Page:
How can public services meet and manage these expectations and challenges? The best, if not the only, answer to this question lies in analytics. Just as in the private sector, governments are starting to use analytics to improve their decision-making. In the UK, for example, the government is using analytics to identify heavy users of health services, and then work out what combinations of conditions lead to high healthcare use. This enables healthcare providers to identify the patients most likely to need more healthcare in future. This information, in turn, is being used to improve outcomes for this group of patients.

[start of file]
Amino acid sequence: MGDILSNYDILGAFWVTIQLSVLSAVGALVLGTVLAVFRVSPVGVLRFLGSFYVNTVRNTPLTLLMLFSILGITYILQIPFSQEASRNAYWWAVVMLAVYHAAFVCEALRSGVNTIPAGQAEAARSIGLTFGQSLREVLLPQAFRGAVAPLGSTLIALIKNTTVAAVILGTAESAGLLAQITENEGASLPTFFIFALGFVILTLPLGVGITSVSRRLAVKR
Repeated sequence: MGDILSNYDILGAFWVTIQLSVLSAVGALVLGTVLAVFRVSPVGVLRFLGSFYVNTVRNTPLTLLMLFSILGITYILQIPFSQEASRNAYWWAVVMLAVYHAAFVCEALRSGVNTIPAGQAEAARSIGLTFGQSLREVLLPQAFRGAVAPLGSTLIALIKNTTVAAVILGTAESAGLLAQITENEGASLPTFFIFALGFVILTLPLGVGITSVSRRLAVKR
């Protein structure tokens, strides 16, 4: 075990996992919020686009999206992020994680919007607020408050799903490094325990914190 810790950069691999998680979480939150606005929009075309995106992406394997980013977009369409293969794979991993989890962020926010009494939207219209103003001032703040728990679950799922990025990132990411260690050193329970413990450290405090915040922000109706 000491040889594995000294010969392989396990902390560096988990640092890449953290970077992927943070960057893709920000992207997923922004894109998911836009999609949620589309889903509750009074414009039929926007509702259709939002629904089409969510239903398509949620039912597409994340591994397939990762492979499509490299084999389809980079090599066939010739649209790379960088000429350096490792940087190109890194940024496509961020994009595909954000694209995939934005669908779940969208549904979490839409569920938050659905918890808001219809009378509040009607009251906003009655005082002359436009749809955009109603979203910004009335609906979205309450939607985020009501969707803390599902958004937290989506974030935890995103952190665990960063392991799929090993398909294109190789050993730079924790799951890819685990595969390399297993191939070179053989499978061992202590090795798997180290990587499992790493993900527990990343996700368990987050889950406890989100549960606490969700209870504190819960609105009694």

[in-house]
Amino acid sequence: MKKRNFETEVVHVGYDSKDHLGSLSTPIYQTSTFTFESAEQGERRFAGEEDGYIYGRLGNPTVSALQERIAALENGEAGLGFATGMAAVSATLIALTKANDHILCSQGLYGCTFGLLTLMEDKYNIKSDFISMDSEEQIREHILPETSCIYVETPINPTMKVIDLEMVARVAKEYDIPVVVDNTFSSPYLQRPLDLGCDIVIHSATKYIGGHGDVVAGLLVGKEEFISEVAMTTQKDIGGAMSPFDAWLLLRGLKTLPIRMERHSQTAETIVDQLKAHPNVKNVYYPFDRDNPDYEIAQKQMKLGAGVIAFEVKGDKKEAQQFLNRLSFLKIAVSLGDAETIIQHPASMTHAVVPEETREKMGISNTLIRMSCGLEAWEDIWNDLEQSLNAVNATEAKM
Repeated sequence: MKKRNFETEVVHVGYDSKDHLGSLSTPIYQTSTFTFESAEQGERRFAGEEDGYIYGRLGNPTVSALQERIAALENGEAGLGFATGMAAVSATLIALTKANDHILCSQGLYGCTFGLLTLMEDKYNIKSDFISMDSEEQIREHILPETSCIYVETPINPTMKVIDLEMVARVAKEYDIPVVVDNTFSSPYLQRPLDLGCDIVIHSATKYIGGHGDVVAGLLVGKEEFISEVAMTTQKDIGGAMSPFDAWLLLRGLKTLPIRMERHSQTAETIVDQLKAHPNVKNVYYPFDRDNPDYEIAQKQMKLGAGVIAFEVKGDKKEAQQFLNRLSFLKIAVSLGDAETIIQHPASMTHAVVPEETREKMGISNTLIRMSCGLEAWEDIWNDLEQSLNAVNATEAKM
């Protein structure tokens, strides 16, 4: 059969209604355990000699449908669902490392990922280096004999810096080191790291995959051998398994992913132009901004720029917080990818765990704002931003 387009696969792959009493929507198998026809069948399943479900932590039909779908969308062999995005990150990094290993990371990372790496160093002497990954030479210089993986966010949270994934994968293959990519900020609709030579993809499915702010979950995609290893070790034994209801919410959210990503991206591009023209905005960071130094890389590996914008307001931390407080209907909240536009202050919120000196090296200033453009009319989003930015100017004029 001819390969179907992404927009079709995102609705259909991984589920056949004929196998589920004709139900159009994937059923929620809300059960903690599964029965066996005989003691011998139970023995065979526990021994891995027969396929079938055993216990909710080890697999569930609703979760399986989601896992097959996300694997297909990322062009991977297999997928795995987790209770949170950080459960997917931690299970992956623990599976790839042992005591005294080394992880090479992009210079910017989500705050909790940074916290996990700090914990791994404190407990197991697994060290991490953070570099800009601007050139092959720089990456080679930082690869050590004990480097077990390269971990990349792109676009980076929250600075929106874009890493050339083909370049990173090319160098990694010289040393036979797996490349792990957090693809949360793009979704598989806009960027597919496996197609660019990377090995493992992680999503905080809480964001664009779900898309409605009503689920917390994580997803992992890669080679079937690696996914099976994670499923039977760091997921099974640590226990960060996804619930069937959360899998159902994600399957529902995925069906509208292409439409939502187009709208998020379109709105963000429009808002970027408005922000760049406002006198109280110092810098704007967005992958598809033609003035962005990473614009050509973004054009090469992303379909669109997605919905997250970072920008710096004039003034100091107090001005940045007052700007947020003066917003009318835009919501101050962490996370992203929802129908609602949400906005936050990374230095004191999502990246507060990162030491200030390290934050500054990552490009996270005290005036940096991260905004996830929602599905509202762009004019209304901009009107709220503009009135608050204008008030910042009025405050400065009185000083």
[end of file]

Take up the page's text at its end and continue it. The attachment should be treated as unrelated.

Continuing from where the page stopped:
Public servicesProactive healthcare management powered by analytics is another high potential area. Around the world, healthcare data are being used to examine readmissions, and to start some case-mix-index patient forecasting to improve the predictability and future readiness of healthcare providers. Analytics can also help to improve scheduling of nurses and therapists, and support predictive medical screening.

These types of project are analytics use at its best. All these are improving health and healthcare outcomes for individual patients, by making sure that they get the care that they need, when they need it. At the same time, they also lead to better use of scarce resources, which means staff are less stretched, and better able to cope. As a result, the overall experience is better for patients and families.